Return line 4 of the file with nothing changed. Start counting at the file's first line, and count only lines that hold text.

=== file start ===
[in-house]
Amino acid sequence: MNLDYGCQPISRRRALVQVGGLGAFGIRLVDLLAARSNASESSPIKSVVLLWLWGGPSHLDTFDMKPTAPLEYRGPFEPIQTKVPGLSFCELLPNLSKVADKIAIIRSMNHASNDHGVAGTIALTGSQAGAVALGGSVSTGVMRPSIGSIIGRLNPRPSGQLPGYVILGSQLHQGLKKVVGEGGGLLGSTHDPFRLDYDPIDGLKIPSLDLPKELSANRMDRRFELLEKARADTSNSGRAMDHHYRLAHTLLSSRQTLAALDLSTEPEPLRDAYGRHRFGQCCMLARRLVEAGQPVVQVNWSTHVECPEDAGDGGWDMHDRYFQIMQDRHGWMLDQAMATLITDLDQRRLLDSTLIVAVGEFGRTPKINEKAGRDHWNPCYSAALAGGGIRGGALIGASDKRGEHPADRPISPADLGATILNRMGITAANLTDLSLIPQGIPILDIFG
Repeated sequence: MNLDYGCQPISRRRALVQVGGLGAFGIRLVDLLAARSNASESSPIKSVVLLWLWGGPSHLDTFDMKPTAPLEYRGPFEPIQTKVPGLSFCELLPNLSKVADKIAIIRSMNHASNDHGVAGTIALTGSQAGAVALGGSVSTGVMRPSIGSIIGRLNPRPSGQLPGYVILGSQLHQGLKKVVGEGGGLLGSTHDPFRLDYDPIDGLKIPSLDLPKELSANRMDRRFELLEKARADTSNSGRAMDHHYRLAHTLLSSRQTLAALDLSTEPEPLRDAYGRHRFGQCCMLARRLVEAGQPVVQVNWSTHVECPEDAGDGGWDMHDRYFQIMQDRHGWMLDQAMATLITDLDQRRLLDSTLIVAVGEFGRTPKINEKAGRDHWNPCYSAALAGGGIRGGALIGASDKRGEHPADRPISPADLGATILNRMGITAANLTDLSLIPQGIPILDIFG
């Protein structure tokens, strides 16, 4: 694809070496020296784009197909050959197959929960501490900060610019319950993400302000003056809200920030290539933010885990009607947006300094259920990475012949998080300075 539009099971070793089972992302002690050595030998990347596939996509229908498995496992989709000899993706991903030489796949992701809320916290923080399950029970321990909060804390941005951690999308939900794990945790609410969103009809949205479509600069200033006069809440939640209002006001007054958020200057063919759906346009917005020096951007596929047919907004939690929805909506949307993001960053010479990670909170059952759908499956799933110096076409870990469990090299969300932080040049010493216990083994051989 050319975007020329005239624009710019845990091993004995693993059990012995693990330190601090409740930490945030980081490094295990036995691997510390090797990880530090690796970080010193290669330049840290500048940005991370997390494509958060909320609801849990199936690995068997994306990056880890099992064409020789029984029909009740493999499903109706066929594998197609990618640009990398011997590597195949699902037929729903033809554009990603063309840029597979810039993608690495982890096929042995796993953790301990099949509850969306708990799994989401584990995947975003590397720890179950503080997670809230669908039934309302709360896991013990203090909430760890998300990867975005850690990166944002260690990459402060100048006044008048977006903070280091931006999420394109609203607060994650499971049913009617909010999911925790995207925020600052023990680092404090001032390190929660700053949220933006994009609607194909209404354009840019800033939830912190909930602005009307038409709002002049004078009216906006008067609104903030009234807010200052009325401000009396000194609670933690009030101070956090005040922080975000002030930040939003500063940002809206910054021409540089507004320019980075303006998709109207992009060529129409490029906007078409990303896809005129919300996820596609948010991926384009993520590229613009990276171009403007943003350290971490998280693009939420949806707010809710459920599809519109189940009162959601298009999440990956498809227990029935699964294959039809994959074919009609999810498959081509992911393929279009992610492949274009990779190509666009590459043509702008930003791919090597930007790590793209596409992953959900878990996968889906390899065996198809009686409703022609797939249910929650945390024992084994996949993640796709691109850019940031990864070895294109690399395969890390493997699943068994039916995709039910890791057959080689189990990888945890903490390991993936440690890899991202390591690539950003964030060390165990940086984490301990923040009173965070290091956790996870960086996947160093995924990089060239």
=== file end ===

């Protein structure tokens, strides 16, 4: 694809070496020296784009197909050959197959929960501490900060610019319950993400302000003056809200920030290539933010885990009607947006300094259920990475012949998080300075 539009099971070793089972992302002690050595030998990347596939996509229908498995496992989709000899993706991903030489796949992701809320916290923080399950029970321990909060804390941005951690999308939900794990945790609410969103009809949205479509600069200033006069809440939640209002006001007054958020200057063919759906346009917005020096951007596929047919907004939690929805909506949307993001960053010479990670909170059952759908499956799933110096076409870990469990090299969300932080040049010493216990083994051989 050319975007020329005239624009710019845990091993004995693993059990012995693990330190601090409740930490945030980081490094295990036995691997510390090797990880530090690796970080010193290669330049840290500048940005991370997390494509958060909320609801849990199936690995068997994306990056880890099992064409020789029984029909009740493999499903109706066929594998197609990618640009990398011997590597195949699902037929729903033809554009990603063309840029597979810039993608690495982890096929042995796993953790301990099949509850969306708990799994989401584990995947975003590397720890179950503080997670809230669908039934309302709360896991013990203090909430760890998300990867975005850690990166944002260690990459402060100048006044008048977006903070280091931006999420394109609203607060994650499971049913009617909010999911925790995207925020600052023990680092404090001032390190929660700053949220933006994009609607194909209404354009840019800033939830912190909930602005009307038409709002002049004078009216906006008067609104903030009234807010200052009325401000009396000194609670933690009030101070956090005040922080975000002030930040939003500063940002809206910054021409540089507004320019980075303006998709109207992009060529129409490029906007078409990303896809005129919300996820596609948010991926384009993520590229613009990276171009403007943003350290971490998280693009939420949806707010809710459920599809519109189940009162959601298009999440990956498809227990029935699964294959039809994959074919009609999810498959081509992911393929279009992610492949274009990779190509666009590459043509702008930003791919090597930007790590793209596409992953959900878990996968889906390899065996198809009686409703022609797939249910929650945390024992084994996949993640796709691109850019940031990864070895294109690399395969890390493997699943068994039916995709039910890791057959080689189990990888945890903490390991993936440690890899991202390591690539950003964030060390165990940086984490301990923040009173965070290091956790996870960086996947160093995924990089060239």